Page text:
Repair Mistakes & Blunders

Ouch!

I couldn't pass up buying a nine year old (at the time) 1990 Ford Conversion Van I found dirt cheap that had blown a connecting rod. I towed it home, pulled the engine, and had the bottom end apart on a table in the garage. It sat all summer until I finally found time in the winter to work on it. Being cheap and low on money, I decided to do the bare minimum of replacing the gouged crank, piston, rod, and bearings.

I got it all back together around Christmas time and made the test run. Everything was fine. That is, until I tried driving it further. Ten miles from home the oil pressure suddenly dropped precipitously! I towed it home. The next day I gingerly started it for a quick double check, and to my surprise, the oil pressure jumped up to normal. I drove it back and forth down our road, and sure enough, after about ten miles, it dropped again. I wanted to kick myself for not installing a new oil pump, even though the symptom didn't make sense.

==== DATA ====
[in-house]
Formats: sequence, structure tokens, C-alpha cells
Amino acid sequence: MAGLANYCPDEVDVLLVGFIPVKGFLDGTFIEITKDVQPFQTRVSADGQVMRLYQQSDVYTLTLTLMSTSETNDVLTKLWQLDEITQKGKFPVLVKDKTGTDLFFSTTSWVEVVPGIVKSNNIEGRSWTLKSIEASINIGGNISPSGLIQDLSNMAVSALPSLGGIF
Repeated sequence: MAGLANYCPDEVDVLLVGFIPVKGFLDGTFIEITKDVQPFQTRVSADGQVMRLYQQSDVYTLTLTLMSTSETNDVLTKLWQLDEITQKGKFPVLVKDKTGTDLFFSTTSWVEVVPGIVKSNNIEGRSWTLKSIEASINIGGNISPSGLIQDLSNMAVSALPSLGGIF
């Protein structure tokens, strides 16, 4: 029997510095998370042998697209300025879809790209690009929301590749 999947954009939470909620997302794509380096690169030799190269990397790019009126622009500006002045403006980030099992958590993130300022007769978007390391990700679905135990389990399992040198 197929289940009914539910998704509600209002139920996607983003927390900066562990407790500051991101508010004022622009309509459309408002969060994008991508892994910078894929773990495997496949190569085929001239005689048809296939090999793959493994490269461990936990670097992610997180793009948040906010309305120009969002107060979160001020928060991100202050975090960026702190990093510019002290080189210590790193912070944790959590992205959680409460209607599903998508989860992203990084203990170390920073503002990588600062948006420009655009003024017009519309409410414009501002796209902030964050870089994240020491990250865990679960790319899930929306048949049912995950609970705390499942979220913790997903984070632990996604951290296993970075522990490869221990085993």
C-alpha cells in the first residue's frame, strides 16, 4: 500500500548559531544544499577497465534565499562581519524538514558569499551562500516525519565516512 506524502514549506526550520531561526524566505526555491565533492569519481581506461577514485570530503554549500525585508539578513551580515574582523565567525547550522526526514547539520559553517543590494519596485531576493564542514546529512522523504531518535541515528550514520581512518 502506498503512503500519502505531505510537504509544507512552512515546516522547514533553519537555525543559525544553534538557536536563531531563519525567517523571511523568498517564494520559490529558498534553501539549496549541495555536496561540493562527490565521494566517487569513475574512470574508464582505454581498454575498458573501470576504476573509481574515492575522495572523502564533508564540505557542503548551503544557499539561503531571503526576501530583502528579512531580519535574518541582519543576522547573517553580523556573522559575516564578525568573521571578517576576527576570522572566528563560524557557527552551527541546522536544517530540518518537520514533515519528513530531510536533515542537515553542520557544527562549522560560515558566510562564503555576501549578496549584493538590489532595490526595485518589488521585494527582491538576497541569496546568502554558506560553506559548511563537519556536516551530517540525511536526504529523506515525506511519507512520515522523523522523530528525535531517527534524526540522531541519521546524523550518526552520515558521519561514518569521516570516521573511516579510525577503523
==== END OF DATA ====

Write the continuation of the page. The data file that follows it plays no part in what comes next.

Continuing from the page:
I unbolted the engine mounts, dropped the pan a few inches and was able to snake in a new oil pump. It made no difference. Someone suggested it must be pulling something up against the oil pump pickup screen, even though nothing but oil had come out when I drained it. I ended up reopening the pan on New Years Eve in the bitter cold while everyone was in the house having a nice little party. I managed to contort my hand around to get my fingers to the bottom of the oil pan. Sure enough, I was able to feel some small pieces of something. I gathered a few up, extracted my hand, and looked into my oily palm. I couldn't believe what I saw. It looked like 3/16" ball bearings! I lay underneath the van rolling them around in my palm trying to make some sense of it. They weren't metal, but were very hard. Finally I walked over and put my hand under a bright light. After wracking my brain for a few minutes, I finally realized they were wild cherry pits!